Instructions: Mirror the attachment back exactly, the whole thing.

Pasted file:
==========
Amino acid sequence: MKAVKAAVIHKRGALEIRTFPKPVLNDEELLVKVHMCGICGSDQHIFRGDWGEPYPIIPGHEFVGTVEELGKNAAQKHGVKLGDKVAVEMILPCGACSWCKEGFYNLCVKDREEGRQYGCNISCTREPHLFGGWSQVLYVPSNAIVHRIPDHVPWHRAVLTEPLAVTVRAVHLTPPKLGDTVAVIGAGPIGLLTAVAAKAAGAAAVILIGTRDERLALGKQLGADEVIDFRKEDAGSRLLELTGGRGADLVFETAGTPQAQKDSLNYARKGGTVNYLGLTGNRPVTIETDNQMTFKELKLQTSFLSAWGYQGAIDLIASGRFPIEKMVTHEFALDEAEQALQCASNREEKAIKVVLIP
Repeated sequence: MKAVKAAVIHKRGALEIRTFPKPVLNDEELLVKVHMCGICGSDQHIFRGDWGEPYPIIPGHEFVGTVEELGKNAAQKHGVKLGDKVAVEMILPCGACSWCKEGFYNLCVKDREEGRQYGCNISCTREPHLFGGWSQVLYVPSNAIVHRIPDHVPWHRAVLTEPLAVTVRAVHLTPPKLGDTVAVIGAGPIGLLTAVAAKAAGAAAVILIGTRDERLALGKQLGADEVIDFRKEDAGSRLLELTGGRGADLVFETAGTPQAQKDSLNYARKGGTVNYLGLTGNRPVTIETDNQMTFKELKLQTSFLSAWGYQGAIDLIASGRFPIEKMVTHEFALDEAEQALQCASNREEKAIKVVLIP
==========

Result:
Amino acid sequence: MKAVKAAVIHKRGALEIRTFPKPVLNDEELLVKVHMCGICGSDQHIFRGDWGEPYPIIPGHEFVGTVEELGKNAAQKHGVKLGDKVAVEMILPCGACSWCKEGFYNLCVKDREEGRQYGCNISCTREPHLFGGWSQVLYVPSNAIVHRIPDHVPWHRAVLTEPLAVTVRAVHLTPPKLGDTVAVIGAGPIGLLTAVAAKAAGAAAVILIGTRDERLALGKQLGADEVIDFRKEDAGSRLLELTGGRGADLVFETAGTPQAQKDSLNYARKGGTVNYLGLTGNRPVTIETDNQMTFKELKLQTSFLSAWGYQGAIDLIASGRFPIEKMVTHEFALDEAEQALQCASNREEKAIKVVLIP
Repeated sequence: MKAVKAAVIHKRGALEIRTFPKPVLNDEELLVKVHMCGICGSDQHIFRGDWGEPYPIIPGHEFVGTVEELGKNAAQKHGVKLGDKVAVEMILPCGACSWCKEGFYNLCVKDREEGRQYGCNISCTREPHLFGGWSQVLYVPSNAIVHRIPDHVPWHRAVLTEPLAVTVRAVHLTPPKLGDTVAVIGAGPIGLLTAVAAKAAGAAAVILIGTRDERLALGKQLGADEVIDFRKEDAGSRLLELTGGRGADLVFETAGTPQAQKDSLNYARKGGTVNYLGLTGNRPVTIETDNQMTFKELKLQTSFLSAWGYQGAIDLIASGRFPIEKMVTHEFALDEAEQALQCASNREEKAIKVVLIP